When my newlywed sister and her husband — both three years younger than I — visited us for the first time, we lived in a little home out in the ‘burbs that had only one bath and a half and one shower. So when time came for us all to start dressing for a meal at a fancy Uptown restaurant, I suggested that he be first up for the facilities. Although I’m fairly sure I was polite, I found out later that he regarded my suggestion as an order and was miffed.
When he had married into our family, the poor guy got something he’d never had and definitely didn’t want: a managerial if not bossy older sister. I got the message and backed way off, but since my husband’s only sibling, a little brother of just 12 when we married, was a complete pig in the house, I couldn’t survive a visit from him without making some demands: “Clean those muddy shoes off before you stick them in the closet!”
He complained to my mother-in-law and she complained to my spouse, but I just said everybody would have to get used to me.
I got to thinking about my two brothers-in-law and our early relationships the other day while reading a New York Times article about adult siblings. It quoted Jeffrey Kluger, author of “The Sibling Effect: Brothers, Sisters and the Bonds that Define Us.” He wrote, “Our spouses arrive comparatively late in our lives; our parents eventually leave us. Our siblings may be the only people who truly qualify as partners for life.”
I am the oldest of my parents‘ four children. But we grew up as three sisters — the oldest, the middle one and the baby. Our little brother made his appearance later on, and as my mother’s adored darling, essentially was an only child. We girls were typical: I made the best grades in school, my just-younger sister was an affable, lovable child whom everybody liked much better than they did me, and the baby sister was just like baby sisters usually are. You know the type.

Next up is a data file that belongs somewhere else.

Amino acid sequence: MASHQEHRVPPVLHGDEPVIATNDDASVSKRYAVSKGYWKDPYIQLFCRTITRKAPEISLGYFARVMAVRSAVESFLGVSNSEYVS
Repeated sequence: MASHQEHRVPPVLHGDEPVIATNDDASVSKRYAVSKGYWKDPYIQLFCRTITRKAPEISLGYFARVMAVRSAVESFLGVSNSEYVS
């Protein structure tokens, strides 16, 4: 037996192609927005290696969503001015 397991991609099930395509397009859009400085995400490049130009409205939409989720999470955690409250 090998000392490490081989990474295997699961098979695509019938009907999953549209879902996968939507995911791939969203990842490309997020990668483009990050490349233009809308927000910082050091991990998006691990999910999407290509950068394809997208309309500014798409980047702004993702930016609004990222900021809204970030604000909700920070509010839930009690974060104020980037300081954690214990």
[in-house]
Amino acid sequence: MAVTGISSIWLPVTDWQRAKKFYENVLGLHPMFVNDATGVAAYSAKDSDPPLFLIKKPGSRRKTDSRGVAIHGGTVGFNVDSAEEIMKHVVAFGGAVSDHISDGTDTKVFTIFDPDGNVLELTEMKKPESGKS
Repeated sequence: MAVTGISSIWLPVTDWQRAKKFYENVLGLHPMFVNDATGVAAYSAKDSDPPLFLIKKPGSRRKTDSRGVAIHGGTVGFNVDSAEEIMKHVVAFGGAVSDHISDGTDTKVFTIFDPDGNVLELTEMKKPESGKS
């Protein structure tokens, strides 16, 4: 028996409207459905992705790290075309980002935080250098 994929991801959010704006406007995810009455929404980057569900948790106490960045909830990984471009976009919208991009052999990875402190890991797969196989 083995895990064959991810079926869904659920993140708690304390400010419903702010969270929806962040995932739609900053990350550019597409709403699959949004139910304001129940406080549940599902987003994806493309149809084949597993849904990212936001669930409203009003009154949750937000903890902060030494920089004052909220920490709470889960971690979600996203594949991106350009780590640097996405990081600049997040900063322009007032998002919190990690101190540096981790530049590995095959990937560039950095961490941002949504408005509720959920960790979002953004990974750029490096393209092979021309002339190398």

Our relationships never did change as we aged. Miss Middle Sister followed me unquestioningly. Sure, we were separated by jobs, marriage and geography, but the dynamic of our bond remains much the same. I could never tell Baby Sister anything, and I stopped trying long ago. Unfortunately, Middle Sister fell victim to a stroke during a migraine some 10 years ago and in the ensuing years has lost much of her mental capacity. She lives with her family in Washington State, and we see each other only about every two years, but at those times and during phone conversations she is warm and loving, and — thank goodness — remembering of me, her oldest friend.
Since Adored Son basically merged into his wife’s family, Baby Sister and I are all we have on a regular basis. And I’m grateful for her, rebel that she always was.
“Sibling strife teaches that even seemingly intractable conflicts can be resolved,” reported the NYT article. It has smoothed over the sharpness between Baby and me, and I have witnessed firsthand the changing of a relationship from confrontational to loving between two sisters who are daughters of a good friend of mine. The NYT article reported that siblings fight every 17 minutes, and these little girls must have gotten into it every 10 minutes, the fault resting chiefly on the shoulders of the older one. Their squabbles grieved their grandmother so much that she mentioned it to me. Now 30-somethings, they are loving friends. I wish that she could see them today.
I hope the same is true of two brothers in their mid-twenties who started a fight years ago in the older one’s garage across the street from my house while I was in the yard sweeping leaves. The ruckus got so loud and became so physical that when my neighbor’s wife came out, headed for her car, I mentioned it. “Oh, that’s just Wally and his brother,” she said dismissively, casting a glance over her shoulder. The 17 minutes had run out.
Bettye Anding is a former editor of the Living Section, for which she wrote Silver Threads until her retirement. Email her at firstname.lastname@example.org.